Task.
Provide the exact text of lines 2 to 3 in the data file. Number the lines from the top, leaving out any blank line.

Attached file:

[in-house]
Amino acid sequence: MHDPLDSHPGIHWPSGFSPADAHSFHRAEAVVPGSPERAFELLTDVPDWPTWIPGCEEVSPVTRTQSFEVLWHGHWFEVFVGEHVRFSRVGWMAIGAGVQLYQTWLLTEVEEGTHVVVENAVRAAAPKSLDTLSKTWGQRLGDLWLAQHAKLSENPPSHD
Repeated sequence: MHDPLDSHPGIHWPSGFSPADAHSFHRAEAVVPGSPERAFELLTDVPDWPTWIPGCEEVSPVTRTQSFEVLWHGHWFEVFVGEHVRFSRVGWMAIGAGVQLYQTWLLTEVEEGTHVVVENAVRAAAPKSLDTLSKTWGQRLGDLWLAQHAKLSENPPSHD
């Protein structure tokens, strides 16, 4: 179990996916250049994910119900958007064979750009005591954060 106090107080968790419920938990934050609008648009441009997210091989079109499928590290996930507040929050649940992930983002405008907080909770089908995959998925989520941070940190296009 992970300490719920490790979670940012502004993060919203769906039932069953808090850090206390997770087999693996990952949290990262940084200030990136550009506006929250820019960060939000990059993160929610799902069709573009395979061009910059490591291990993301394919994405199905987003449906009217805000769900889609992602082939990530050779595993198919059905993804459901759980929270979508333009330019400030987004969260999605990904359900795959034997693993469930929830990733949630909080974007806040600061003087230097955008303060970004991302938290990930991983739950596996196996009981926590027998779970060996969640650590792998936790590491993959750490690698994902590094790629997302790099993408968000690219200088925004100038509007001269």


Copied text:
Amino acid sequence: MHDPLDSHPGIHWPSGFSPADAHSFHRAEAVVPGSPERAFELLTDVPDWPTWIPGCEEVSPVTRTQSFEVLWHGHWFEVFVGEHVRFSRVGWMAIGAGVQLYQTWLLTEVEEGTHVVVENAVRAAAPKSLDTLSKTWGQRLGDLWLAQHAKLSENPPSHD
Repeated sequence: MHDPLDSHPGIHWPSGFSPADAHSFHRAEAVVPGSPERAFELLTDVPDWPTWIPGCEEVSPVTRTQSFEVLWHGHWFEVFVGEHVRFSRVGWMAIGAGVQLYQTWLLTEVEEGTHVVVENAVRAAAPKSLDTLSKTWGQRLGDLWLAQHAKLSENPPSHD